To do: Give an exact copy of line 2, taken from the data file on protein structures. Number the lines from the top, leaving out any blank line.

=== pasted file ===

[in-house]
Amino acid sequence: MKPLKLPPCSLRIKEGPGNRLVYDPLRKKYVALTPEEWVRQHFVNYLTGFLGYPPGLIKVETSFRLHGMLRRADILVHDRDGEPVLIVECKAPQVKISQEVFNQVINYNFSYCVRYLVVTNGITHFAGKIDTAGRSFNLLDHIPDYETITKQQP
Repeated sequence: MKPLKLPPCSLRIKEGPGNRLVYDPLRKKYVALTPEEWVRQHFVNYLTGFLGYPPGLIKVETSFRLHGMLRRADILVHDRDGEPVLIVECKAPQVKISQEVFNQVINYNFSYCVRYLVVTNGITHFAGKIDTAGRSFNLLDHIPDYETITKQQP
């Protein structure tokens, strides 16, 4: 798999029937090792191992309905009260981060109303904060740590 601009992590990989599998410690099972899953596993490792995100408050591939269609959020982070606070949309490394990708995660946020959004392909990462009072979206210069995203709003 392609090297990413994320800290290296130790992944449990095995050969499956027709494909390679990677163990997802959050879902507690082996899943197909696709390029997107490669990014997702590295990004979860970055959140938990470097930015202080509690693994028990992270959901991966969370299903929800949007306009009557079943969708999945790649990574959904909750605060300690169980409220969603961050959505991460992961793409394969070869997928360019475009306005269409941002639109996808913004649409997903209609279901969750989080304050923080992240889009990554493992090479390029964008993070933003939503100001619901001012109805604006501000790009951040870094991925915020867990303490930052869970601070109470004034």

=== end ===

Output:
Amino acid sequence: MKPLKLPPCSLRIKEGPGNRLVYDPLRKKYVALTPEEWVRQHFVNYLTGFLGYPPGLIKVETSFRLHGMLRRADILVHDRDGEPVLIVECKAPQVKISQEVFNQVINYNFSYCVRYLVVTNGITHFAGKIDTAGRSFNLLDHIPDYETITKQQP